Publication

Unraveling the Relationship Between Delirium, Brain Damage, and Subsequent Cognitive Decline in a Cohort of Individuals Undergoing Surgery for Hip Fracture

Beishuizen, S. J. E., Scholtens, R. M., van Munster, B. C. & de Rooij, S. E., Jan-2017, In : Journal of the American Geriatrics Society. 65, 1, p. 130-136 7 p.

Research output: Contribution to journalArticleAcademicpeer-review

APA

Beishuizen, S. J. E., Scholtens, R. M., van Munster, B. C., & de Rooij, S. E. (2017). Unraveling the Relationship Between Delirium, Brain Damage, and Subsequent Cognitive Decline in a Cohort of Individuals Undergoing Surgery for Hip Fracture. Journal of the American Geriatrics Society, 65(1), 130-136. https://doi.org/10.1111/jgs.14470

Author

Beishuizen, Sara J E ; Scholtens, Rikie M. ; van Munster, Barbara C. ; de Rooij, Sophia E. / Unraveling the Relationship Between Delirium, Brain Damage, and Subsequent Cognitive Decline in a Cohort of Individuals Undergoing Surgery for Hip Fracture. In: Journal of the American Geriatrics Society. 2017 ; Vol. 65, No. 1. pp. 130-136.

Harvard

Beishuizen, SJE, Scholtens, RM, van Munster, BC & de Rooij, SE 2017, 'Unraveling the Relationship Between Delirium, Brain Damage, and Subsequent Cognitive Decline in a Cohort of Individuals Undergoing Surgery for Hip Fracture', Journal of the American Geriatrics Society, vol. 65, no. 1, pp. 130-136. https://doi.org/10.1111/jgs.14470

Standard

Unraveling the Relationship Between Delirium, Brain Damage, and Subsequent Cognitive Decline in a Cohort of Individuals Undergoing Surgery for Hip Fracture. / Beishuizen, Sara J E; Scholtens, Rikie M.; van Munster, Barbara C.; de Rooij, Sophia E.

In: Journal of the American Geriatrics Society, Vol. 65, No. 1, 01.2017, p. 130-136.

Research output: Contribution to journalArticleAcademicpeer-review

Vancouver

Beishuizen SJE, Scholtens RM, van Munster BC, de Rooij SE. Unraveling the Relationship Between Delirium, Brain Damage, and Subsequent Cognitive Decline in a Cohort of Individuals Undergoing Surgery for Hip Fracture. Journal of the American Geriatrics Society. 2017 Jan;65(1):130-136. https://doi.org/10.1111/jgs.14470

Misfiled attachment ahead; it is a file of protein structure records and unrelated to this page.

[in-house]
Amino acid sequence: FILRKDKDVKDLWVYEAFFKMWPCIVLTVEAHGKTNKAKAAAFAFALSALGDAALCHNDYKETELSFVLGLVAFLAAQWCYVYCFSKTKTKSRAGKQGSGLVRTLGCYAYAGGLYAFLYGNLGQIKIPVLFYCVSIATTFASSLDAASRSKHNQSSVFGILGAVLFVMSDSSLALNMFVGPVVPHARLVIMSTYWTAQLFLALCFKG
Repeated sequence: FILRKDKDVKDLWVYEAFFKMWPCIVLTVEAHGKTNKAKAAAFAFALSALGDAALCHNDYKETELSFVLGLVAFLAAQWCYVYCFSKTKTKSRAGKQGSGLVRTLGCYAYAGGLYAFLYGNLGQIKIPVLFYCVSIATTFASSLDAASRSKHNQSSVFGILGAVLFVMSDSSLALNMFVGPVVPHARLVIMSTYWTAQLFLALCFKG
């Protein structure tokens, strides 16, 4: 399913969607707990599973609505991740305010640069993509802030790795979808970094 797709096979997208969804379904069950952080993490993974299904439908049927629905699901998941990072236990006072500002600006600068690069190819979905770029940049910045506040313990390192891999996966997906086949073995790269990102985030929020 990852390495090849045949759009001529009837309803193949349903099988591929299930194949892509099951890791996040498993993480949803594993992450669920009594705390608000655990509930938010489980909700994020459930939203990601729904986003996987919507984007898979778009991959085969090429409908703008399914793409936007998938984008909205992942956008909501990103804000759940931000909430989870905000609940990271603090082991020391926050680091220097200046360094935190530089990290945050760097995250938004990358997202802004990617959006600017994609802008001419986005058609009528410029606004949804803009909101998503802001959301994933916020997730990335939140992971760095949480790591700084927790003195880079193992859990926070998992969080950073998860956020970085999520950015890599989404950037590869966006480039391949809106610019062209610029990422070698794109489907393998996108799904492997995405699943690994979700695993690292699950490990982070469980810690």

BibTeX

@article{ba52437949494c6db6d6aabdb3ddb292,
title = "Unraveling the Relationship Between Delirium, Brain Damage, and Subsequent Cognitive Decline in a Cohort of Individuals Undergoing Surgery for Hip Fracture",
abstract = "ObjectivesTo assess the association between serum S100B levels (a marker of brain damage), delirium, and subsequent cognitive decline.DesignSubstudy of a multicenter randomized controlled trial.SettingSurgical, orthopedic, and trauma surgery wards of two teaching hospitals.ParticipantsIndividuals aged 65 and older (range 65-102) admitted for hip fracture surgery (N = 385).MeasurementsDuring hospitalization, presence of delirium was assessed daily. S100B was assayed in repeated serum samples. Twelve months after discharge, cognitive decline and mortality were evaluated. Cognitive decline was defined as an increase in Informant Questionnaire on Cognitive Decline Short Form score of 1 standard deviation or more or a decrease in Mini Mental State Examination score of 3 points or more between admission and 12 months after discharge.ResultsPremorbid cognitive impairment was present in 226 (58.7%) participants, and 127 (33.0%) experienced perioperative delirium. Multivariable analysis showed that older age and presence of infection, but not of delirium, were associated with higher S100B levels. Levels were also higher after surgery than before. Of participants with perioperative delirium, 58.6% experienced cognitive decline or death, and only age was a risk factor; 36.5% of participants without perioperative delirium experienced cognitive decline or death in the following year, and higher S100B, premorbid cognitive impairment, and older age were risk factors.ConclusionIn a cohort of older adults with hip fracture, no association was found between serum S100B levels and occurrence of delirium. S100B was associated with cognitive decline or death in the first year after hip fracture only in participants without perioperative delirium. S100B seems to be of limited value as a biomarker of brain damage associated with delirium.",
keywords = "S100B, delirium, brain damage, cognitive decline, hip fracture, NEURON-SPECIFIC ENOLASE, CEREBROSPINAL-FLUID, CARDIAC-SURGERY, DYSFUNCTION, BIOMARKERS, DEMENTIA, RISK",
author = "Beishuizen, {Sara J E} and Scholtens, {Rikie M.} and {van Munster}, {Barbara C.} and {de Rooij}, {Sophia E.}",
note = "{\textcopyright} 2016, Copyright the Authors Journal compilation {\textcopyright} 2016, The American Geriatrics Society.",
year = "2017",
month = jan,
doi = "10.1111/jgs.14470",
language = "English",